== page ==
Various Applications: This doing good will appear in a variety of ways in our lives. For instance, the work of the Holy Spirit is always to glorify God AND to bless the Church: “to each one the manifestation of the Spirit is given for the common good.” (1 Cor 12:7) But it is not only in the Church, it is to be the world around us (if we haven’t taken that in yet from the above verses): “And we pray this in order that you may live a life worthy of the Lord and may please him in every way: bearing fruit in every good work.” (Col 1:10) But there are also various groups within the Church for whom there may be specific applications. First, women: “I also want women to dress modestly, with decency and propriety, not with braided hair or gold or pearls or expensive clothes, but with good deeds, appropriate for women who profess to worship God.” (1 Tim 2:9,10) Second, there are the rich: “Command those who are rich in this present world not to be arrogant nor to put their hope in wealth, which is so uncertain, but to put their hope in God, who richly provides us with everything for our enjoyment. Command them to do good, to be rich in good deeds, and to be generous and willing to share.” (1 Tim 6:17-18)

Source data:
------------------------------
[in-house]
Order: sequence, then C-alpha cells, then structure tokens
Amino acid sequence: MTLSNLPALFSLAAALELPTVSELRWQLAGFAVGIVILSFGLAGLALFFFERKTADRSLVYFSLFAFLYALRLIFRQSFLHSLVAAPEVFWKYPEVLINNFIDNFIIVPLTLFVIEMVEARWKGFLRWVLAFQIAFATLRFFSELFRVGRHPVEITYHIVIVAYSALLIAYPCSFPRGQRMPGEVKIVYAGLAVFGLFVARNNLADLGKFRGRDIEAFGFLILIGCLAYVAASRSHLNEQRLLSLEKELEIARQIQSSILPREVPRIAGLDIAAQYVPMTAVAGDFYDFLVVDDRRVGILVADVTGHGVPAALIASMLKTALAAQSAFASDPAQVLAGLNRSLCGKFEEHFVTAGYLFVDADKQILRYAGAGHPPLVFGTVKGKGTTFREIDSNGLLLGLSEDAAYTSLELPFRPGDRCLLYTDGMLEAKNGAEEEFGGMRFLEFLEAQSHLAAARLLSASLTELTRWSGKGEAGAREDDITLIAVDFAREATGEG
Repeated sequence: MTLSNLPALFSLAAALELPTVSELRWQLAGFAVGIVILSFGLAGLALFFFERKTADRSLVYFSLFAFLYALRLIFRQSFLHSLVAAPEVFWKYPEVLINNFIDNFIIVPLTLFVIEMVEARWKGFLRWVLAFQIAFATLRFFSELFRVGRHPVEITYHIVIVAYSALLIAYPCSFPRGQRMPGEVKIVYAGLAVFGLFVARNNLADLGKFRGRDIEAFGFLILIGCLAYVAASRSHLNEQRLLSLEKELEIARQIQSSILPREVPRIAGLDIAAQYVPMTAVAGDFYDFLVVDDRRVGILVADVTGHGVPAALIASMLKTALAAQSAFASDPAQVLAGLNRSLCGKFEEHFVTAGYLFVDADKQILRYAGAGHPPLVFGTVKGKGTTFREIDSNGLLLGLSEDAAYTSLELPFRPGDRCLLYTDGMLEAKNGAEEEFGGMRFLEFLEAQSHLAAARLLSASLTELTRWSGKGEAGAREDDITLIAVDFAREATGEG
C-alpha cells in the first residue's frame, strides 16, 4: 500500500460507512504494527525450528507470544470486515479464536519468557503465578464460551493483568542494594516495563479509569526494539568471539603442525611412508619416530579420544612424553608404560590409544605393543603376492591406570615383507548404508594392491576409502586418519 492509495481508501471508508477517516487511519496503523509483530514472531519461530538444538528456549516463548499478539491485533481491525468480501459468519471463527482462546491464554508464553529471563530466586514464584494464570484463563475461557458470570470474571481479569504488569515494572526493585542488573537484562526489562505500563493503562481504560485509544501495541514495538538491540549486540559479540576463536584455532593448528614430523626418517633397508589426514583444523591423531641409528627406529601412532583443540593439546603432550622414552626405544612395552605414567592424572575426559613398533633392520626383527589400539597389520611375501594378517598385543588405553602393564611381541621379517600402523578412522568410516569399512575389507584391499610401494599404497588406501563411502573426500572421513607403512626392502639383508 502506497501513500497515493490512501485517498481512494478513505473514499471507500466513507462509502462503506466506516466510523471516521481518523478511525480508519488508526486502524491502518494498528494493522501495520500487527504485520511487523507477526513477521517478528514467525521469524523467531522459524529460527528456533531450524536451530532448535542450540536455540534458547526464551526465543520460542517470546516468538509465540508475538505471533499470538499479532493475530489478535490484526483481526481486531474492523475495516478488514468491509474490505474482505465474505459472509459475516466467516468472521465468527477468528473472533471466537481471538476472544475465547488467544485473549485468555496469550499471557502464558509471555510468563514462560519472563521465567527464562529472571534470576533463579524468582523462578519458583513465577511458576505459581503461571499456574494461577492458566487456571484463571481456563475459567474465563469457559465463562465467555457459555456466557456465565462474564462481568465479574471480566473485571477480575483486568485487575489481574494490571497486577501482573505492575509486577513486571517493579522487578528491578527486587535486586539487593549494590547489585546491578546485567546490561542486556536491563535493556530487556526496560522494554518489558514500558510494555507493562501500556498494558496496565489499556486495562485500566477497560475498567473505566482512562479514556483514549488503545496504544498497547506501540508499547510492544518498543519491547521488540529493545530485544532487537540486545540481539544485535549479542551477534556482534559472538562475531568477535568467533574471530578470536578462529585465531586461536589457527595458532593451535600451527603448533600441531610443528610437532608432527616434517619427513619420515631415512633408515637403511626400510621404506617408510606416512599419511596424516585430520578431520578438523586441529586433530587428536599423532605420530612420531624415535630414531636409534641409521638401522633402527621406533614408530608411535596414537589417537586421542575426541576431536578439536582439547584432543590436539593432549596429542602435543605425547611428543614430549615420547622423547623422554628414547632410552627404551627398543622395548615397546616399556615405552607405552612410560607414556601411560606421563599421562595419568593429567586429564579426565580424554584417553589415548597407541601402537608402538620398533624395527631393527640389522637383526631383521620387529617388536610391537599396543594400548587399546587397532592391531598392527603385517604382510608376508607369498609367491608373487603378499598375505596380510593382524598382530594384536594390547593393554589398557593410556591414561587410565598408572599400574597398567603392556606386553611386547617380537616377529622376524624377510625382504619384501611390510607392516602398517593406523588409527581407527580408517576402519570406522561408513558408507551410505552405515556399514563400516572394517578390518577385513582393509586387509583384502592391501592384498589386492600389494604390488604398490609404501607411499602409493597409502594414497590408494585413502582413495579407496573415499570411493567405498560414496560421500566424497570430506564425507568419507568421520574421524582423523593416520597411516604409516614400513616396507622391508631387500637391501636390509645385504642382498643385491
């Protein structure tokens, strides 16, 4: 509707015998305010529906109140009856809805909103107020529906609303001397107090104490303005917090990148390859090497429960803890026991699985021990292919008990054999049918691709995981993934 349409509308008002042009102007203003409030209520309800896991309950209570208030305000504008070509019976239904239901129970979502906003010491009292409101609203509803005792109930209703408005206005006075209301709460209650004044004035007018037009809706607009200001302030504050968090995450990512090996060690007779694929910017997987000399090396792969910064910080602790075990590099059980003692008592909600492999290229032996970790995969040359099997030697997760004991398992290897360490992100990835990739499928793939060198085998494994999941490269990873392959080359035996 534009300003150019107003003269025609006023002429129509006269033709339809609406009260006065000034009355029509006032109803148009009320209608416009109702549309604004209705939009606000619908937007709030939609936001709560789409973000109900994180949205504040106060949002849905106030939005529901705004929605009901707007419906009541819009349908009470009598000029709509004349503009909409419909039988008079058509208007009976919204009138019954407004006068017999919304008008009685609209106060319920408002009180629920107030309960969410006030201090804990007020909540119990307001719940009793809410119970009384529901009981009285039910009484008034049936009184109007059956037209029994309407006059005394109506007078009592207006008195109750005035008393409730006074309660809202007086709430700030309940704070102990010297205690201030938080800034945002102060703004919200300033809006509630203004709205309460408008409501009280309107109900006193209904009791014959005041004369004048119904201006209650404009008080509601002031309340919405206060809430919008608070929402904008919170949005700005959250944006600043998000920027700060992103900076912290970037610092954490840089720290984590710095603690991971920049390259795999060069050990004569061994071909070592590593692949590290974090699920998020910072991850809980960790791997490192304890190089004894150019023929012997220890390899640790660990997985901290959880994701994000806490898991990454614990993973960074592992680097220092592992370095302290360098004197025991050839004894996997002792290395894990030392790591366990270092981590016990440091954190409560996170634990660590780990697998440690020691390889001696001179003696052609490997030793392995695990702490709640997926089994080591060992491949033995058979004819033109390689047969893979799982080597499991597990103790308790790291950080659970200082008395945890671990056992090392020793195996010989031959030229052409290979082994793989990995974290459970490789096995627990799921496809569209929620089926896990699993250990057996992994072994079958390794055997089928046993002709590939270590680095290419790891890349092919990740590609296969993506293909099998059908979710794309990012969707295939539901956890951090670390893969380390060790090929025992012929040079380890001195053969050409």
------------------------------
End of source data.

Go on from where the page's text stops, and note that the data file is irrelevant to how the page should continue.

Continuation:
Indeed, the more we look, the more we find these references to goodness, for example, “All Scripture is God-breathed and is useful for teaching, rebuking, correcting and training in righteousness, so that the man of God may be thoroughly equipped for every good work (2 Tim 3:16,17) The purpose of our reading God’s word, studying it, and preaching and teaching it is to produce good lives!

It even gets linked with the second coming of the Lord: “we wait for the blessed hope–the glorious appearing of our great God and Savior, Jesus Christ, who gave himself for us to redeem us from all wickedness and to purify for himself a people that are his very own, eager to do what is good.” (Titus 2:13,14) i.e. when Jesus comes back he wants to find a people who are doing good.

Sharing: There is one word that we have not picked up on and it is the word ‘share’. Our starting verse had “And do not forget to do good and to share with others.” Also Paul’s word to Timothy about the rich was, “Command them to do good, to be rich in good deeds, and to be generous and willing to share.” We might expect such a teaching of those who are well off and have much to share, but our verse from Hebrews extends that to all of us. An expression of doing good is to share what you have with others, i.e. to bless them.

A Sacrifice: Now this may not come naturally, and so we find the writer closes this verse with, “for with such sacrifices God is pleased.” The word ‘sacrifice’ was also used in the previous verse in respect of praise but both these verses follow a section (v.10-12) which has a number of Old Testament references to worship. Today we no longer bring physical sacrifices or offerings but both praise (acknowledgement of God’s greatness) and goodness (the practical outworking of that praise to God’s world) are to be the ways we seek to bless the Lord so that “God is pleased”.  His desire is that His world is a place of goodness, but since the Fall, it is a battle to reclaim that original world.